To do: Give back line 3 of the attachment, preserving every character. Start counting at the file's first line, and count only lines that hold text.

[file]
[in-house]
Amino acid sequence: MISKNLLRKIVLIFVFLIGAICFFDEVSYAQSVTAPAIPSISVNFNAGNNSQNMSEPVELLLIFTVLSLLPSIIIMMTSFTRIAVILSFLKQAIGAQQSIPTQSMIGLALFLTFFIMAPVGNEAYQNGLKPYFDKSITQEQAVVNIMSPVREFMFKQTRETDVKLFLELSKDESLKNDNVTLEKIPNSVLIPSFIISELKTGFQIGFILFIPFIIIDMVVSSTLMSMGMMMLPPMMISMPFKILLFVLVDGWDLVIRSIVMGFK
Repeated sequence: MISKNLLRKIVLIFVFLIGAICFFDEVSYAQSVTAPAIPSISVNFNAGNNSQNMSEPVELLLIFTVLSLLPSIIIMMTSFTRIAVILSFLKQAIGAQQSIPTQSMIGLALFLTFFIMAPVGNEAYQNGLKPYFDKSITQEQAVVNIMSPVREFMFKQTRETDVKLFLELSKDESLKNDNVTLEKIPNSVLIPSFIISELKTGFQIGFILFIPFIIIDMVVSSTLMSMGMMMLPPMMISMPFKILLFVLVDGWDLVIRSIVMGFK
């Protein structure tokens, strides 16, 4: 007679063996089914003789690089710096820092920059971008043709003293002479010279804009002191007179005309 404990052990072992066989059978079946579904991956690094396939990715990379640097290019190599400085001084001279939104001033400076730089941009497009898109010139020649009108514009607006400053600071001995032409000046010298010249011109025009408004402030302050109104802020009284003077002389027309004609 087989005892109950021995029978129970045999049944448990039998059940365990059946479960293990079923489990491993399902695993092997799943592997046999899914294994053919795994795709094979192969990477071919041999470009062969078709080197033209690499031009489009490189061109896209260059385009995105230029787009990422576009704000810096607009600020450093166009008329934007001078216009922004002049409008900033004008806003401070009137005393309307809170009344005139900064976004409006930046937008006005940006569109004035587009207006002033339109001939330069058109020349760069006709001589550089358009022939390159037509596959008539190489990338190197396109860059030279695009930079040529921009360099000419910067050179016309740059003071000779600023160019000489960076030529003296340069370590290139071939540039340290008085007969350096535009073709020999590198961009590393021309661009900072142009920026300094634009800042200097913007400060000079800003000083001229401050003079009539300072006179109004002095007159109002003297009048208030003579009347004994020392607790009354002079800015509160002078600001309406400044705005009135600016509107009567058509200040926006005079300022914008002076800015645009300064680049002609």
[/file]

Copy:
Repeated sequence: MISKNLLRKIVLIFVFLIGAICFFDEVSYAQSVTAPAIPSISVNFNAGNNSQNMSEPVELLLIFTVLSLLPSIIIMMTSFTRIAVILSFLKQAIGAQQSIPTQSMIGLALFLTFFIMAPVGNEAYQNGLKPYFDKSITQEQAVVNIMSPVREFMFKQTRETDVKLFLELSKDESLKNDNVTLEKIPNSVLIPSFIISELKTGFQIGFILFIPFIIIDMVVSSTLMSMGMMMLPPMMISMPFKILLFVLVDGWDLVIRSIVMGFK